Variance components estimates of political and social attitudes suggest a substantial level of genetic influence, but the results have been challenged because they rely on data from twins only. In this analysis, we include responses from parents and nontwin full siblings of twins, account for measurement error by using a panel design, and estimate genetic and environmental variance by maximum‐likelihood structural equation modeling. By doing so, we address the central concerns of critics, including that the twin‐only design offers no verification of either the equal environments or random mating assumptions. Moving beyond the twin‐only design leads to the conclusion that for most political and social attitudes, genetic influences account for an even greater proportion of individual differences than reported by studies using more limited data and more elementary estimation techniques. These findings make it increasingly difficult to deny that—however indirectly—genetics plays a role in the formation of political and social attitudes.

Again, vertical transfer was mostly indistinguishable from 0, except for voting behavior.

Boosma et al 2010

Context

In contrast to the large number of studies in children, there is little information on the contribution of genetic factors to Attention Deficit Hyperactivity Disorder (ADHD) in adults.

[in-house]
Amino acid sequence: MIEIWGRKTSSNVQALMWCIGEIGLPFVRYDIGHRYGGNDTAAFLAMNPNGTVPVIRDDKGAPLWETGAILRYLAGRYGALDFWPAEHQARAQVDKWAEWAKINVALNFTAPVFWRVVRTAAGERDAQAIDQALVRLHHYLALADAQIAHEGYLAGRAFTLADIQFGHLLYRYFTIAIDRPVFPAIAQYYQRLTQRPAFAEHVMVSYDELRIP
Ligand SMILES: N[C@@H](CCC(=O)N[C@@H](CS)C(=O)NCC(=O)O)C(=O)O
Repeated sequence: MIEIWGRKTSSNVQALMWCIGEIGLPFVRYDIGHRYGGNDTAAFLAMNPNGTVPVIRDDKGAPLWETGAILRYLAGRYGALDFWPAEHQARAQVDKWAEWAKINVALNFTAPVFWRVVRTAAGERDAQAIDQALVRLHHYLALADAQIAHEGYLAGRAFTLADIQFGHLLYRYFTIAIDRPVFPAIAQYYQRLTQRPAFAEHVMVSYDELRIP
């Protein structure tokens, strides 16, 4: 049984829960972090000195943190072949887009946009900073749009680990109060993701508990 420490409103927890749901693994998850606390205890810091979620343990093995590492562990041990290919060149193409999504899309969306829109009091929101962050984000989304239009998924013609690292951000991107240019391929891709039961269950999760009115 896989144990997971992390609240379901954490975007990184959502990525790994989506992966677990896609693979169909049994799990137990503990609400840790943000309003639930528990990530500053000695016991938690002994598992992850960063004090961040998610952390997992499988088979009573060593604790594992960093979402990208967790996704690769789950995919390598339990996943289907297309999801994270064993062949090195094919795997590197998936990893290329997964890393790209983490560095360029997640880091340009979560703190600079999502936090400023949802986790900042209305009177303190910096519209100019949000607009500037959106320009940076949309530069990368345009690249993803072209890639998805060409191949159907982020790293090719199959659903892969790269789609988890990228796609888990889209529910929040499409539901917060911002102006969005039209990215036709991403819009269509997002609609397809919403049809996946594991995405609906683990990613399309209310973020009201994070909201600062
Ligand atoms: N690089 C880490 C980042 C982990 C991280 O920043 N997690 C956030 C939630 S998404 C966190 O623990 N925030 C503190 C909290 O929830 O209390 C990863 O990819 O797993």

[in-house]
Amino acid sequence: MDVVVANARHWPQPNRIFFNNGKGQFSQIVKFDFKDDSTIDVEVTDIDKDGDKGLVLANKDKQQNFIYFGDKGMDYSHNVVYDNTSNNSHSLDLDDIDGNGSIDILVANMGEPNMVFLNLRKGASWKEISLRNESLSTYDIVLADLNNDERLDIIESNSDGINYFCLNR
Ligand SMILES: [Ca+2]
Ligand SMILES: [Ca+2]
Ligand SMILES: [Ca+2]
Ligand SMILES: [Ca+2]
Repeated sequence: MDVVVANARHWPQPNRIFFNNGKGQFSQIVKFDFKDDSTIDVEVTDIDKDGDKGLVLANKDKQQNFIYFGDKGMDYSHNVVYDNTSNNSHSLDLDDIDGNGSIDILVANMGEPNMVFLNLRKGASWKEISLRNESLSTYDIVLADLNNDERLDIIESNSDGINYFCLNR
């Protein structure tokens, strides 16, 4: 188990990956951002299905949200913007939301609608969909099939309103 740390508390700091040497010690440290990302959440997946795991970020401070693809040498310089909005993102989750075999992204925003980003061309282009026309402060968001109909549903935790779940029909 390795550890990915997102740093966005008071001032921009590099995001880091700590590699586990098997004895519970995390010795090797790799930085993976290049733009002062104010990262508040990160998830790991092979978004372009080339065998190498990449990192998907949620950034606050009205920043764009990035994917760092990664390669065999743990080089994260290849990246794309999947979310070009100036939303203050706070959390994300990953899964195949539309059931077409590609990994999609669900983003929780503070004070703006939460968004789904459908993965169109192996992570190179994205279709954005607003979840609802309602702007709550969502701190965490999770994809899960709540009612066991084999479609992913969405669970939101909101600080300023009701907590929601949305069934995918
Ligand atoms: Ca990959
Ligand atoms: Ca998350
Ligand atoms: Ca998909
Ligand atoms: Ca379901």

Objective

To estimate the heritability of ADHD in adults as assessed by the ADHD index scored from the CAARS (Conners’ Adult ADHD Rating Scales).
Design

Phenotype data from over 12,000 adults (twins, siblings and parents) registered with the Netherlands Twin Register were analyzed using genetic structural equation modeling.
Main outcome measures

Heritability estimates for ADHD from the twin-family study.
Results

Heritability of ADHD in adults is estimated around 30% in men and women. There is some evidence for assortative mating. All familial transmission is explained by genetic inheritance, there is no support for the hypothesis that cultural transmission from parents to offspring is important.
Conclusion

Heritability for ADHD features in adults is present, but is substantially lower than it is in children.

Large study, but used crappy self-report measure, so low reliability and biased measure gives low heritability. This was shown in a recent study, Faraone and Larsson 2019. Aside from that, little evidence for vertical transfer as usual.

Vinkhuyzen et al 2012